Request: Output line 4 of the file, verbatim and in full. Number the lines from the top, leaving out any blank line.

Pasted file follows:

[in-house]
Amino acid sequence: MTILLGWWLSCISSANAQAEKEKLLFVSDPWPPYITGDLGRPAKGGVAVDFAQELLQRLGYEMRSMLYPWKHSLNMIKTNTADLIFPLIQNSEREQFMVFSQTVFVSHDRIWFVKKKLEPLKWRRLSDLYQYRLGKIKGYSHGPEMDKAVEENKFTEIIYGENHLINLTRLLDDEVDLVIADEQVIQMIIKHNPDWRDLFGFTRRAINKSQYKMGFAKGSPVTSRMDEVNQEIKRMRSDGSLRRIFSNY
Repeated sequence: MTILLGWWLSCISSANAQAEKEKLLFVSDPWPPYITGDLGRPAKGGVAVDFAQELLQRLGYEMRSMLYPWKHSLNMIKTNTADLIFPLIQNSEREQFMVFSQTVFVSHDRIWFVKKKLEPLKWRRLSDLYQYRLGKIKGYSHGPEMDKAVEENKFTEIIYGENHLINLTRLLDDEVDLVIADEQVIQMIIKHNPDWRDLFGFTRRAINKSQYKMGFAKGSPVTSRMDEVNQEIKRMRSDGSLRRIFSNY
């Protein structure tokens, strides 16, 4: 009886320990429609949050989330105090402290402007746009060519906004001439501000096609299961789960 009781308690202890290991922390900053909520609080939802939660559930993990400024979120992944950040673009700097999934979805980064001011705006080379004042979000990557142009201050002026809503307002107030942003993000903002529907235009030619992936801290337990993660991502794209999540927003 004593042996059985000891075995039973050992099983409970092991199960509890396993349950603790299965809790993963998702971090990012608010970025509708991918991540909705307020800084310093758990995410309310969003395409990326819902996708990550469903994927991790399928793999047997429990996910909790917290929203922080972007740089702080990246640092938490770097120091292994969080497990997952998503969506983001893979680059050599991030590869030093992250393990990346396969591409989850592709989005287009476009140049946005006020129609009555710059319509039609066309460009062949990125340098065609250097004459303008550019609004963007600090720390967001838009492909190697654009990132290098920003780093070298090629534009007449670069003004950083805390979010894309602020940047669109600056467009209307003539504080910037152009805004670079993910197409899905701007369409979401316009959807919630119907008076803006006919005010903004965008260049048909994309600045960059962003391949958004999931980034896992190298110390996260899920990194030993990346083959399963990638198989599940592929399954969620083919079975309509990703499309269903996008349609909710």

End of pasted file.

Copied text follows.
């Protein structure tokens, strides 16, 4: 009886320990429609949050989330105090402290402007746009060519906004001439501000096609299961789960 009781308690202890290991922390900053909520609080939802939660559930993990400024979120992944950040673009700097999934979805980064001011705006080379004042979000990557142009201050002026809503307002107030942003993000903002529907235009030619992936801290337990993660991502794209999540927003 004593042996059985000891075995039973050992099983409970092991199960509890396993349950603790299965809790993963998702971090990012608010970025509708991918991540909705307020800084310093758990995410309310969003395409990326819902996708990550469903994927991790399928793999047997429990996910909790917290929203922080972007740089702080990246640092938490770097120091292994969080497990997952998503969506983001893979680059050599991030590869030093992250393990990346396969591409989850592709989005287009476009140049946005006020129609009555710059319509039609066309460009062949990125340098065609250097004459303008550019609004963007600090720390967001838009492909190697654009990132290098920003780093070298090629534009007449670069003004950083805390979010894309602020940047669109600056467009209307003539504080910037152009805004670079993910197409899905701007369409979401316009959807919630119907008076803006006919005010903004965008260049048909994309600045960059962003391949958004999931980034896992190298110390996260899920990194030993990346083959399963990638198989599940592929399954969620083919079975309509990703499309269903996008349609909710």